The rest of the paragraph above by Mr. Hatch, I disagree with. This is not black and white thinking, flipping a switch as Hatch puts it, but simply Dorothy realizing who Oz really is; it is Winston in the book 1984 realizing Big Brother is not what it claims to be; and our founding fathers (like Thomas Jefferson) breaking away from England in a very, not black and white, but ENLIGHTENED way which was expressed in The Declaration of Independence!

Mr. Hatch fails to decipher between enlightenment and seeking to reveal the truth and flipping from impassioned insider to a mirroring effect as an impassioned outsider. It is not mirroring but a re-direction of one's energies from one cause to another. For example, Jefferson used the scientific enlightenment to challenge the divine right of kings, seeking a separation of church and state in America. The Buddha was a devout Hindu, even starving himself according to the story until he changed his view and "woke up," and then devoted the rest of his life to the eight fold path and the middle way. The point is history is full of those who once had a distorted view and then woke up and sought to enlighten others. This is not mirroring their former zeal, but a redirection and a new found passion for truth and what they consider a better way!

If a woman dates a man and is emotionally enamored by him and falls victim to his lies but then later learns he is a sociopath and leaves him. Then afterward seeks to warn other women of his character and lies; did she flip and is now mirroring a black and white mentality? Or did she merely wake up and become enlightened and is now passionately seeking to warn others and get the truth out there? Did Jefferson flip from impassioned insider to impassioned outsider in a mirroring fashion or did he simply wake up? Did Winston mirror his devotion to Big Brother when he turned against it in the book 1984?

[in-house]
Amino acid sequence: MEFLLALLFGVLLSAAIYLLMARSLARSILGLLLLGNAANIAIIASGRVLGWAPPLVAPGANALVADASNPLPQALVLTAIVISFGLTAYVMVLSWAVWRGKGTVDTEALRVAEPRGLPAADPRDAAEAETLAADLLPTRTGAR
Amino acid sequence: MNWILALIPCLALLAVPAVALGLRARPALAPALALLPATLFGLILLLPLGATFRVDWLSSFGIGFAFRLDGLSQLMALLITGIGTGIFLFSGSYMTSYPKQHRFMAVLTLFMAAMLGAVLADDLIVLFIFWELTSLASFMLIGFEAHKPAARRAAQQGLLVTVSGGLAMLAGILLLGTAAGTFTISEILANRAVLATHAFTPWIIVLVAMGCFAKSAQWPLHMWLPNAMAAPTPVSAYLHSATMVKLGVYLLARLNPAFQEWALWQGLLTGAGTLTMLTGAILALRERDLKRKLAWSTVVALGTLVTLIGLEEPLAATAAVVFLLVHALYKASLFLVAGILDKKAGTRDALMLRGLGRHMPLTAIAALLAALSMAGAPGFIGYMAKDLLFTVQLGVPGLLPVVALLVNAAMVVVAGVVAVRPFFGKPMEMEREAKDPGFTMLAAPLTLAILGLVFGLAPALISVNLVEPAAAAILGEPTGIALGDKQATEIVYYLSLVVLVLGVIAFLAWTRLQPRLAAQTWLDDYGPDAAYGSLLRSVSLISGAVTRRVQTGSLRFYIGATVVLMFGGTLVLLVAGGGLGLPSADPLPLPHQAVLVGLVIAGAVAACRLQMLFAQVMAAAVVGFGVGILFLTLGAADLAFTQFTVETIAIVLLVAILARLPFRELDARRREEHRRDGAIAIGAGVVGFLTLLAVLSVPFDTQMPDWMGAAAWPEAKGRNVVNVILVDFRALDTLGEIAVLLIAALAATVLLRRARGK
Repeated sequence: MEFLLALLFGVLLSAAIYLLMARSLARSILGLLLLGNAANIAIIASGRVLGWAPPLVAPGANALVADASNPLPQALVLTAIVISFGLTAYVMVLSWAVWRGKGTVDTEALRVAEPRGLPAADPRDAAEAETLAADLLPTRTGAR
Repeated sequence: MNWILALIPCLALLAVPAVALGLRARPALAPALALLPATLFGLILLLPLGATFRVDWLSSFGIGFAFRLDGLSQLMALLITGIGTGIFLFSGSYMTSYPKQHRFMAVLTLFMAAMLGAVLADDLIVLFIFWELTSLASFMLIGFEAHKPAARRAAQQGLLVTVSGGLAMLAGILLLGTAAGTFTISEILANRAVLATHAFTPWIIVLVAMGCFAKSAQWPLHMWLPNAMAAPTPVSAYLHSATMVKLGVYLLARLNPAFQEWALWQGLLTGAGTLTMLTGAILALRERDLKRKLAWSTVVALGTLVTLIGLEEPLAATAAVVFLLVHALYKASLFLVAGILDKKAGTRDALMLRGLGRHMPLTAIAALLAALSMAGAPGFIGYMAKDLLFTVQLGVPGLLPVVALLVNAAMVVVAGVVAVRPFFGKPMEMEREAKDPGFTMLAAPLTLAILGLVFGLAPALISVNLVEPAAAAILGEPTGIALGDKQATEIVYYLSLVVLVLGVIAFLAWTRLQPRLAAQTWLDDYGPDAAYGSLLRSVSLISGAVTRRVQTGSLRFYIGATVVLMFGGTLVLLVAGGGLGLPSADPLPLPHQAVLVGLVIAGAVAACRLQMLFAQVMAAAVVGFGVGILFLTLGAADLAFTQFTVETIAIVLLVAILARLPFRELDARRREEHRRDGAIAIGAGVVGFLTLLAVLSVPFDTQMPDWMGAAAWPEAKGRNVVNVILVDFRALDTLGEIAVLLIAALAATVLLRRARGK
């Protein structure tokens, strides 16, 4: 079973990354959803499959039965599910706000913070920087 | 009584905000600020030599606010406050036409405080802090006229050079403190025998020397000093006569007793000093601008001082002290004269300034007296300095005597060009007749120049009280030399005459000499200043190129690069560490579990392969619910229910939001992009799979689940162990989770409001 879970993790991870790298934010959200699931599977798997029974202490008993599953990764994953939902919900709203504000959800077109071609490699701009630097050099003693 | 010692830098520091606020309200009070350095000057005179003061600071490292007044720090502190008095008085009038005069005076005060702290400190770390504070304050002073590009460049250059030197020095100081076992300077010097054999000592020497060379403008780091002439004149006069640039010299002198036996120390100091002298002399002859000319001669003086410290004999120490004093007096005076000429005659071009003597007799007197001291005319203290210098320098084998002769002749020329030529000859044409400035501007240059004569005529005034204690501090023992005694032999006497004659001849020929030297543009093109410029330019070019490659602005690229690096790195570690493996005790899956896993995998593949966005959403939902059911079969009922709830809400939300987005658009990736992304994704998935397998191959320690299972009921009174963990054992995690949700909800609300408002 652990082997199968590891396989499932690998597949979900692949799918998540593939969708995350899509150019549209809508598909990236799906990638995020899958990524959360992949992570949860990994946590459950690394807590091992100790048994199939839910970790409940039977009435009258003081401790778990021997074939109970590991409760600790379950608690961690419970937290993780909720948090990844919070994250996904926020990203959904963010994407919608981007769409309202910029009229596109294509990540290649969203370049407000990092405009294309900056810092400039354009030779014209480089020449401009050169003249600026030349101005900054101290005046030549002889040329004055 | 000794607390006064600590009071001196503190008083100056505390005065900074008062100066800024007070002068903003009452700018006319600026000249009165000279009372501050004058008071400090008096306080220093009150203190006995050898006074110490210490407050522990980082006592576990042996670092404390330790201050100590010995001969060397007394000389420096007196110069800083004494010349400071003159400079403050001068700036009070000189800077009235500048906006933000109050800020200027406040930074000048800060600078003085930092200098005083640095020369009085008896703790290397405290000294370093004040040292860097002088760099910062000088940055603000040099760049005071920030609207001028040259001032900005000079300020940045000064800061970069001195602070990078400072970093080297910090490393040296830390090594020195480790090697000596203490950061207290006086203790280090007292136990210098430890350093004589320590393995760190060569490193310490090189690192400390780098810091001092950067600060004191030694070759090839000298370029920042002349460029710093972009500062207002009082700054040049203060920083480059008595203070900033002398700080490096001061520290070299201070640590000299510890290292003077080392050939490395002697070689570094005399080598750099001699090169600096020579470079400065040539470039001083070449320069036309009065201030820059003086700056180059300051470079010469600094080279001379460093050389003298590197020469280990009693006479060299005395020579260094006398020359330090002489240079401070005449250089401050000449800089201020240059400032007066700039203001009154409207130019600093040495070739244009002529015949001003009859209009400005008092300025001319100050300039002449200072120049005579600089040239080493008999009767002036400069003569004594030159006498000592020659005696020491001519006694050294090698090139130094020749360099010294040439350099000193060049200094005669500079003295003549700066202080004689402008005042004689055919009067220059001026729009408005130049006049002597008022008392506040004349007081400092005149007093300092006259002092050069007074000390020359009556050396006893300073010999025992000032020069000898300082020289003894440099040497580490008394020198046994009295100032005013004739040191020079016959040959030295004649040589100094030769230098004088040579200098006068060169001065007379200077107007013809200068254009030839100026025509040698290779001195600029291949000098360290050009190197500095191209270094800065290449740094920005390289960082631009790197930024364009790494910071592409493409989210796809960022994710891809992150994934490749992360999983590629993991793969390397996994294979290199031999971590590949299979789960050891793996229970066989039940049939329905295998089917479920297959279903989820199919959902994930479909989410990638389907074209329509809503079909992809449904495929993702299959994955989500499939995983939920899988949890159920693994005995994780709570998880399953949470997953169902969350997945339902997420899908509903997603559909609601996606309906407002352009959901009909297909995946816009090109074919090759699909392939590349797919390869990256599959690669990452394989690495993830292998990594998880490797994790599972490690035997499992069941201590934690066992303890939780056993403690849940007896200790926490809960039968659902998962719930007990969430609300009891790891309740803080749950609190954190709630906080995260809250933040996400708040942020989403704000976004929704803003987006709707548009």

The author writes “…I’m not going to tag along with you [former Mormons seeking to reveal the truth of Mormonism] and it’d be cool if you could stop acting shocked when you find out I don’t feel the same level of outrage you do. My silence on the issues that animate you don’t equal my assent. I don’t think Joseph Smith marrying a fourteen-year-old girl was okay, I just don’t have the energy or the wherewithal to post about it twenty times a day.” 

Would Mr. Hatch disparage a father -- who is a member of the FLDS church whose young daughter was pressured into marrying an older man (like Joseph Smith did) -- if the father, now a former FLDS member, writes about such an injustice twenty times a day? What if this father actively sought to reveal the immorality of this leader in the FLDS church? Would Mr. Hatch say this father is merely mirroring his former devotion as an FLDS member and just needs to get over it and move on?